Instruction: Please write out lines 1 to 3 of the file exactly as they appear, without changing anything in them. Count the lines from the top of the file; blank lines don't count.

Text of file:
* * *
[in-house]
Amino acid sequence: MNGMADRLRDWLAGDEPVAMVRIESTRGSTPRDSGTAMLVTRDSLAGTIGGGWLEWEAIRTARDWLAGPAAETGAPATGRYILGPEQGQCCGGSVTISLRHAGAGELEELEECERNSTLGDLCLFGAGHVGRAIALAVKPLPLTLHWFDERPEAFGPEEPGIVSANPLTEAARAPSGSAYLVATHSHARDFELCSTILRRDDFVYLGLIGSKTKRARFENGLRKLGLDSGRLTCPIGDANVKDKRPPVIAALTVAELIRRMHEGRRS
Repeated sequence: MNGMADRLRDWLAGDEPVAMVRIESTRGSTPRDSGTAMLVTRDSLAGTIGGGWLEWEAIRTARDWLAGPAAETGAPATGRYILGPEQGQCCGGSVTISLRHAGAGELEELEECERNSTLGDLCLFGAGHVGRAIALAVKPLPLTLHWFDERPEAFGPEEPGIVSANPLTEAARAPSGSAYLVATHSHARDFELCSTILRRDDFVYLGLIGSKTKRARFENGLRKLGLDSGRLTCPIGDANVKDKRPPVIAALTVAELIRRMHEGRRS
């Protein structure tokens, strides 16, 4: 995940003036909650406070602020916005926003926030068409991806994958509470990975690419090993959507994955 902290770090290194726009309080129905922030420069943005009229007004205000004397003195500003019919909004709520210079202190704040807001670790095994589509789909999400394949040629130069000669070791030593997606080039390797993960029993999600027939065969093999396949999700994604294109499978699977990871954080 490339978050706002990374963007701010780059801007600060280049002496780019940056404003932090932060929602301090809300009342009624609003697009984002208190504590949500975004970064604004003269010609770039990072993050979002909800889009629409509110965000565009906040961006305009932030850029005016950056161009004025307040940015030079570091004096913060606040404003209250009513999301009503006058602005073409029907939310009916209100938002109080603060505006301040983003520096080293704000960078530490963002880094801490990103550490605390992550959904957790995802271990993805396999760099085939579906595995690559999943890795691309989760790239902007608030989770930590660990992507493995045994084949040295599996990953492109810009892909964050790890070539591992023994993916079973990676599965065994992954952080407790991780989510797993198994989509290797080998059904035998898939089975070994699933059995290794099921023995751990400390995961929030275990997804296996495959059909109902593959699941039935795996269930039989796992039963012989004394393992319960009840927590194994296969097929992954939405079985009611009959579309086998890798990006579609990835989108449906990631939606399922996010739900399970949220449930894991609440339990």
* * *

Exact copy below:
[in-house]
Amino acid sequence: MNGMADRLRDWLAGDEPVAMVRIESTRGSTPRDSGTAMLVTRDSLAGTIGGGWLEWEAIRTARDWLAGPAAETGAPATGRYILGPEQGQCCGGSVTISLRHAGAGELEELEECERNSTLGDLCLFGAGHVGRAIALAVKPLPLTLHWFDERPEAFGPEEPGIVSANPLTEAARAPSGSAYLVATHSHARDFELCSTILRRDDFVYLGLIGSKTKRARFENGLRKLGLDSGRLTCPIGDANVKDKRPPVIAALTVAELIRRMHEGRRS
Repeated sequence: MNGMADRLRDWLAGDEPVAMVRIESTRGSTPRDSGTAMLVTRDSLAGTIGGGWLEWEAIRTARDWLAGPAAETGAPATGRYILGPEQGQCCGGSVTISLRHAGAGELEELEECERNSTLGDLCLFGAGHVGRAIALAVKPLPLTLHWFDERPEAFGPEEPGIVSANPLTEAARAPSGSAYLVATHSHARDFELCSTILRRDDFVYLGLIGSKTKRARFENGLRKLGLDSGRLTCPIGDANVKDKRPPVIAALTVAELIRRMHEGRRS